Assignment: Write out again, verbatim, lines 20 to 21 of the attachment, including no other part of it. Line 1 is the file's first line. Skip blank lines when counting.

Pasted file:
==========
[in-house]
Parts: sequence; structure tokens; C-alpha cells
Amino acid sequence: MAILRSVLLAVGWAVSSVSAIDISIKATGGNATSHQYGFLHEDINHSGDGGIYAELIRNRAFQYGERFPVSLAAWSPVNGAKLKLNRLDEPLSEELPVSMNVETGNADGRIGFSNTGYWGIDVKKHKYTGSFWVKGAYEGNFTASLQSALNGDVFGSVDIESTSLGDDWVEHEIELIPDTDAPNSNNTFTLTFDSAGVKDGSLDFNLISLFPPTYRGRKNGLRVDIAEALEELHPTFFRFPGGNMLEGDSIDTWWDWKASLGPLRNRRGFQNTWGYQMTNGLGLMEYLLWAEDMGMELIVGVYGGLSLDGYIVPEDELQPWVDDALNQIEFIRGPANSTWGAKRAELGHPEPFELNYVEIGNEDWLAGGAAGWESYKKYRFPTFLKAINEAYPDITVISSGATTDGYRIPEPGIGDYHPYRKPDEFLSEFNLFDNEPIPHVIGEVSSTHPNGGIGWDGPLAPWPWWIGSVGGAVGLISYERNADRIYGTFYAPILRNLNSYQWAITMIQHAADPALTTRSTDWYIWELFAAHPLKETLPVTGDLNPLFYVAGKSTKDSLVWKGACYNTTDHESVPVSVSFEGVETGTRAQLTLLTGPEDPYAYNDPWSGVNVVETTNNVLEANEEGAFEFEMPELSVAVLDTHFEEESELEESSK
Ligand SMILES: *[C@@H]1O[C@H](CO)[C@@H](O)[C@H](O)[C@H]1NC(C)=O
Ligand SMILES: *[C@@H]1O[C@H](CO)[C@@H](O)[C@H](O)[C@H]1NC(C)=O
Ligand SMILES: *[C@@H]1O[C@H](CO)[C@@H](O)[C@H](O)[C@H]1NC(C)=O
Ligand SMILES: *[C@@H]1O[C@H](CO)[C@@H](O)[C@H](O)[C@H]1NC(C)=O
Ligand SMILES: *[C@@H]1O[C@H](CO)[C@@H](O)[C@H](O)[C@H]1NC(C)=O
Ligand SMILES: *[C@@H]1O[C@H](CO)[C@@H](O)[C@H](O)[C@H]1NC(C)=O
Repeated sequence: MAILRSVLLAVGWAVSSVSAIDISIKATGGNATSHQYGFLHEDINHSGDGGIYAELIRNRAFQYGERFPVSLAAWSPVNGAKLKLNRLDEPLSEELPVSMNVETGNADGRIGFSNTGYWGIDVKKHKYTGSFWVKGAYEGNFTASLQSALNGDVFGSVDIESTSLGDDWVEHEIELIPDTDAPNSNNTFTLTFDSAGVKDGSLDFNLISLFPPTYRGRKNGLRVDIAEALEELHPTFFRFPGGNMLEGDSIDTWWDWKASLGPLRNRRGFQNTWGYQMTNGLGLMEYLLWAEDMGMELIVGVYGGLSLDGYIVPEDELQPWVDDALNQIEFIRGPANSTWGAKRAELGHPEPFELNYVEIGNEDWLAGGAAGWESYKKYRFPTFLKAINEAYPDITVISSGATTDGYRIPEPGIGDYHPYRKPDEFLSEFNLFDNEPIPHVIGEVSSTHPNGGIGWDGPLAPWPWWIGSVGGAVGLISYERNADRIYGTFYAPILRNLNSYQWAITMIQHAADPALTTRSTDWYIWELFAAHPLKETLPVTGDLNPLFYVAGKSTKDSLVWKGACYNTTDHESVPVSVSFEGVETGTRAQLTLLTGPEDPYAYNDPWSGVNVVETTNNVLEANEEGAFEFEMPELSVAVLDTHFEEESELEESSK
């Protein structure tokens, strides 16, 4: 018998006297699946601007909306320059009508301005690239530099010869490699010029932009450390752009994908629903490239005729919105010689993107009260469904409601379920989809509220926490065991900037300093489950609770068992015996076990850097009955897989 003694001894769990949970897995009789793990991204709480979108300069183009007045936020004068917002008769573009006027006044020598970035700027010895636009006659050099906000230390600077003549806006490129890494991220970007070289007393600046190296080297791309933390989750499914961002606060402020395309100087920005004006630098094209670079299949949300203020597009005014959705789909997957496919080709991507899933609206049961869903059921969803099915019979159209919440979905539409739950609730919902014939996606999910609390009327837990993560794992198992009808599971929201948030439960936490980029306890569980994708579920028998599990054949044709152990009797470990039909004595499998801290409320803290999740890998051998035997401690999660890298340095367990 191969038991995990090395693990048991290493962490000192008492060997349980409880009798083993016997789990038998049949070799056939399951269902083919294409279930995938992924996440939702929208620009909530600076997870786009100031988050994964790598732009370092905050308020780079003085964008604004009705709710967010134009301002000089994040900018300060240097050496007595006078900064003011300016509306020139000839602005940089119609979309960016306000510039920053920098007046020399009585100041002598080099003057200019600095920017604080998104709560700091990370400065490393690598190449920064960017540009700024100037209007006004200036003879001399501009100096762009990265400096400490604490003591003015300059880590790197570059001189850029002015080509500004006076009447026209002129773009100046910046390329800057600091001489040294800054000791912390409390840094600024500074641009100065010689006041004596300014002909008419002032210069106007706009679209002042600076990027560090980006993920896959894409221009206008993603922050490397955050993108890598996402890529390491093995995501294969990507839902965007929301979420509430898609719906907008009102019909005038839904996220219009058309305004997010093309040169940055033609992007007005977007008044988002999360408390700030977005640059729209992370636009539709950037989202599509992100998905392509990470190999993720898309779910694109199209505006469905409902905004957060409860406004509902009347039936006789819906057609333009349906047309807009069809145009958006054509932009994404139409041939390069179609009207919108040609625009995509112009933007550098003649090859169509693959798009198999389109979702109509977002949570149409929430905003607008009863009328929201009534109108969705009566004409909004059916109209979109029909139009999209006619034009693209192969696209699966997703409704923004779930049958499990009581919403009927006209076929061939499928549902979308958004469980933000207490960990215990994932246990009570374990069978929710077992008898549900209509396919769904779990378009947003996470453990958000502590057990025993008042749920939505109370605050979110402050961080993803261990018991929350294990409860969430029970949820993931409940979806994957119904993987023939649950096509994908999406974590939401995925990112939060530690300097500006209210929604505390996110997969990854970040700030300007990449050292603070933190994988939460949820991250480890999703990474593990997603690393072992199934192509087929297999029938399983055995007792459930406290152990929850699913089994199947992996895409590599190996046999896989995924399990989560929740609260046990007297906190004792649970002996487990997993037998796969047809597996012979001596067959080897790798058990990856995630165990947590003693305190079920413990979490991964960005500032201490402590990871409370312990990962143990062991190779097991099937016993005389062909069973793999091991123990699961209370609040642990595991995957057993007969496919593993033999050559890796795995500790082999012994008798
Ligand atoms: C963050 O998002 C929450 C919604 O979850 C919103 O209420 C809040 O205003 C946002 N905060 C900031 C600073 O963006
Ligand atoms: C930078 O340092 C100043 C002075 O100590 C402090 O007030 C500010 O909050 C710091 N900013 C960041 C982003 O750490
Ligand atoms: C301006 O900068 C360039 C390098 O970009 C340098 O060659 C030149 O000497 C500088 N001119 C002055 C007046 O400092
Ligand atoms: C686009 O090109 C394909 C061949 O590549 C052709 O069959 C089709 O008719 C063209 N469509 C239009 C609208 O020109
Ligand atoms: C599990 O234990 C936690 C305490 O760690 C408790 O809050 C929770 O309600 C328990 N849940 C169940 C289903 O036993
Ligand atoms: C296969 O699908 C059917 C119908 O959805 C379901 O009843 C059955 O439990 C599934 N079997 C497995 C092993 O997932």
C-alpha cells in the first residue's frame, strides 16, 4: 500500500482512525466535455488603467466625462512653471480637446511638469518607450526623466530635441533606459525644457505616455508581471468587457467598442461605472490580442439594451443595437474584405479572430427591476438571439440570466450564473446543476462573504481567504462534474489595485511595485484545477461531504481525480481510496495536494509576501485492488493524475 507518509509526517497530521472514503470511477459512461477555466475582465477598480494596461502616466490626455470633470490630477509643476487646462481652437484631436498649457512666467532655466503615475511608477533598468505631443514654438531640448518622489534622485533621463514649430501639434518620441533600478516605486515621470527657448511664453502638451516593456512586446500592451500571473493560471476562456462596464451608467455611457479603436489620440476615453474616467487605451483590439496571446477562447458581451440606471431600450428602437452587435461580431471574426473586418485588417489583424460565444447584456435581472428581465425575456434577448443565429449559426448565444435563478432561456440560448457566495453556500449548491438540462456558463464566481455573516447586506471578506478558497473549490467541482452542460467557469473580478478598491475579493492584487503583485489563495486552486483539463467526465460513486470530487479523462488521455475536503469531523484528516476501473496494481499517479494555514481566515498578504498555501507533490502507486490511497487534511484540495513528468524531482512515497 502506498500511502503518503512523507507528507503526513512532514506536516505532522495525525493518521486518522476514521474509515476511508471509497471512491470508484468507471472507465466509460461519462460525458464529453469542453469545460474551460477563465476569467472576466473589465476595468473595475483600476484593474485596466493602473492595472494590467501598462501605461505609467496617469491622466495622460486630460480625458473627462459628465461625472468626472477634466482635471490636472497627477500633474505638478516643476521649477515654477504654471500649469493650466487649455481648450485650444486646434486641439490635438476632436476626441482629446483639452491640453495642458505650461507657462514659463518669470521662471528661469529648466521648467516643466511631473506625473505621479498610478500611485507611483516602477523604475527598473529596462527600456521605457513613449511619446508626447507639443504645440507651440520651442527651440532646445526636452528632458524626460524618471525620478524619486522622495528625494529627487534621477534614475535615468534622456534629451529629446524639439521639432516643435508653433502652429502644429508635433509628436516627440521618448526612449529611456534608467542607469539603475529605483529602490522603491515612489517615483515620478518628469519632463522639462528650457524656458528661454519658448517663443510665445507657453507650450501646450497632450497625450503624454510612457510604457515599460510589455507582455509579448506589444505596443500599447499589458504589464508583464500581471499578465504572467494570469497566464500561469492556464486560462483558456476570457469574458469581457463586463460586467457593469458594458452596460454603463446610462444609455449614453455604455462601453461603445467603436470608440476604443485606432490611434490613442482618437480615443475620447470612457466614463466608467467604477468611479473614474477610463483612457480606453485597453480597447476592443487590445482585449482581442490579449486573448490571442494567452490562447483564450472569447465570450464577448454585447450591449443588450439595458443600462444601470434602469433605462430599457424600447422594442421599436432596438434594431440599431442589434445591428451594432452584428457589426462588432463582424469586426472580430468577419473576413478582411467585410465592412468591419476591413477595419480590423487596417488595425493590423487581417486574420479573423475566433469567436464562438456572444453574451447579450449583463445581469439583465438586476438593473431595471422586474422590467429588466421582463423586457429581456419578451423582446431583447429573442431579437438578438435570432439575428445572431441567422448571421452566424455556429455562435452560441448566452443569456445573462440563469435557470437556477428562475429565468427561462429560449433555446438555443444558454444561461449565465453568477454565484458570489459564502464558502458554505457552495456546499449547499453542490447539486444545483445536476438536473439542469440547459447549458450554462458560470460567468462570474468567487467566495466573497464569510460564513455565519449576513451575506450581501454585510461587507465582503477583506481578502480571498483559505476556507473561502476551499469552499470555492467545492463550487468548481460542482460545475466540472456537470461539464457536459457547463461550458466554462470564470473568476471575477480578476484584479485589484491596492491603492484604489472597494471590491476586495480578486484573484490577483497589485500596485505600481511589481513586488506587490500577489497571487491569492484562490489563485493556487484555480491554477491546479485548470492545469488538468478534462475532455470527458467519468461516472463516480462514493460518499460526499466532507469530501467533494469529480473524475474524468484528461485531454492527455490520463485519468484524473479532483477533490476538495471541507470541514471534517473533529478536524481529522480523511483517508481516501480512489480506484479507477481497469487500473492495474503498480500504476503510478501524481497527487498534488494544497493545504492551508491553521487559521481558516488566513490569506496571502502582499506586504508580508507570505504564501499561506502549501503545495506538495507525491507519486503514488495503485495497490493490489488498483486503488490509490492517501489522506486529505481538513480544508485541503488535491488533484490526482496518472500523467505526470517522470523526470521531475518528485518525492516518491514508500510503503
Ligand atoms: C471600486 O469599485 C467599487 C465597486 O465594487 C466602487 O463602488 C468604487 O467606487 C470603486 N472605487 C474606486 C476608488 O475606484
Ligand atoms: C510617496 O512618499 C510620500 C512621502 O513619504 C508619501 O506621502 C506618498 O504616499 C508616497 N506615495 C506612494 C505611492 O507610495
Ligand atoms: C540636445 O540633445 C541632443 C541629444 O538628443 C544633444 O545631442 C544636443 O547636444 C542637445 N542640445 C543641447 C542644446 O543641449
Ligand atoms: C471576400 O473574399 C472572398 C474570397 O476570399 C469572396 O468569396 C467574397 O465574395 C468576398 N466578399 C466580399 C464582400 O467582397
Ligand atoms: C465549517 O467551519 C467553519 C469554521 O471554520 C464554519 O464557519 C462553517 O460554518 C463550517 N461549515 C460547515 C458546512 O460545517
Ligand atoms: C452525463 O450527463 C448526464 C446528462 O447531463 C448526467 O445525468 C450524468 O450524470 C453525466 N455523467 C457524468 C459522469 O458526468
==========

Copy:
Ligand atoms: C510617496 O512618499 C510620500 C512621502 O513619504 C508619501 O506621502 C506618498 O504616499 C508616497 N506615495 C506612494 C505611492 O507610495
Ligand atoms: C540636445 O540633445 C541632443 C541629444 O538628443 C544633444 O545631442 C544636443 O547636444 C542637445 N542640445 C543641447 C542644446 O543641449